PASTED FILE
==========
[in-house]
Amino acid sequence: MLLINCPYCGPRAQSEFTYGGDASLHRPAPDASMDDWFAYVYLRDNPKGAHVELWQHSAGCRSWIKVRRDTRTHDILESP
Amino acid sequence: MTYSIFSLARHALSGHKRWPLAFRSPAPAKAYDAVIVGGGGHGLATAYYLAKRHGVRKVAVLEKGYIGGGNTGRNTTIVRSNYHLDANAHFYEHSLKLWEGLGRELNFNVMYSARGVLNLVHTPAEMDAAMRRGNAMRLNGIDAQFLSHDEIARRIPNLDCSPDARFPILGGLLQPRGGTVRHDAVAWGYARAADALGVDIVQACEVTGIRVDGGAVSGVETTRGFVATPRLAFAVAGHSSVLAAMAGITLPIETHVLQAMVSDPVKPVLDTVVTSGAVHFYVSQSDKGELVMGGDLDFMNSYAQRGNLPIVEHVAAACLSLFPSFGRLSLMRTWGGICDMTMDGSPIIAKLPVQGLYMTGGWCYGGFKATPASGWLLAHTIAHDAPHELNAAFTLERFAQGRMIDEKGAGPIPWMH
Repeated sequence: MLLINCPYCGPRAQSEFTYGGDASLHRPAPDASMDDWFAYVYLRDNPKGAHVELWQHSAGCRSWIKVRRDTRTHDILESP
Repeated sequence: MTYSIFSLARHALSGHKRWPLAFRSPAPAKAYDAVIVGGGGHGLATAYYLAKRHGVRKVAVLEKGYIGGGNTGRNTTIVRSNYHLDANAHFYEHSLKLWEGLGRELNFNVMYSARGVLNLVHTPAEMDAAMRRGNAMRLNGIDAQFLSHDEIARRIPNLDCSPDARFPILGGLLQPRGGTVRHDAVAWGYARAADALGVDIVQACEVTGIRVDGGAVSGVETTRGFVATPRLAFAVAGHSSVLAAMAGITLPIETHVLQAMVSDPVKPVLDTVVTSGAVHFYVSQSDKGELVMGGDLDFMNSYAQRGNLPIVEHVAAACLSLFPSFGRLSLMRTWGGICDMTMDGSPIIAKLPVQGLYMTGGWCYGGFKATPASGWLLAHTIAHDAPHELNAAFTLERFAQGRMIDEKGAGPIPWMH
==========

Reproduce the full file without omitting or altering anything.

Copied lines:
[in-house]
Amino acid sequence: MLLINCPYCGPRAQSEFTYGGDASLHRPAPDASMDDWFAYVYLRDNPKGAHVELWQHSAGCRSWIKVRRDTRTHDILESP
Amino acid sequence: MTYSIFSLARHALSGHKRWPLAFRSPAPAKAYDAVIVGGGGHGLATAYYLAKRHGVRKVAVLEKGYIGGGNTGRNTTIVRSNYHLDANAHFYEHSLKLWEGLGRELNFNVMYSARGVLNLVHTPAEMDAAMRRGNAMRLNGIDAQFLSHDEIARRIPNLDCSPDARFPILGGLLQPRGGTVRHDAVAWGYARAADALGVDIVQACEVTGIRVDGGAVSGVETTRGFVATPRLAFAVAGHSSVLAAMAGITLPIETHVLQAMVSDPVKPVLDTVVTSGAVHFYVSQSDKGELVMGGDLDFMNSYAQRGNLPIVEHVAAACLSLFPSFGRLSLMRTWGGICDMTMDGSPIIAKLPVQGLYMTGGWCYGGFKATPASGWLLAHTIAHDAPHELNAAFTLERFAQGRMIDEKGAGPIPWMH
Repeated sequence: MLLINCPYCGPRAQSEFTYGGDASLHRPAPDASMDDWFAYVYLRDNPKGAHVELWQHSAGCRSWIKVRRDTRTHDILESP
Repeated sequence: MTYSIFSLARHALSGHKRWPLAFRSPAPAKAYDAVIVGGGGHGLATAYYLAKRHGVRKVAVLEKGYIGGGNTGRNTTIVRSNYHLDANAHFYEHSLKLWEGLGRELNFNVMYSARGVLNLVHTPAEMDAAMRRGNAMRLNGIDAQFLSHDEIARRIPNLDCSPDARFPILGGLLQPRGGTVRHDAVAWGYARAADALGVDIVQACEVTGIRVDGGAVSGVETTRGFVATPRLAFAVAGHSSVLAAMAGITLPIETHVLQAMVSDPVKPVLDTVVTSGAVHFYVSQSDKGELVMGGDLDFMNSYAQRGNLPIVEHVAAACLSLFPSFGRLSLMRTWGGICDMTMDGSPIIAKLPVQGLYMTGGWCYGGFKATPASGWLLAHTIAHDAPHELNAAFTLERFAQGRMIDEKGAGPIPWMH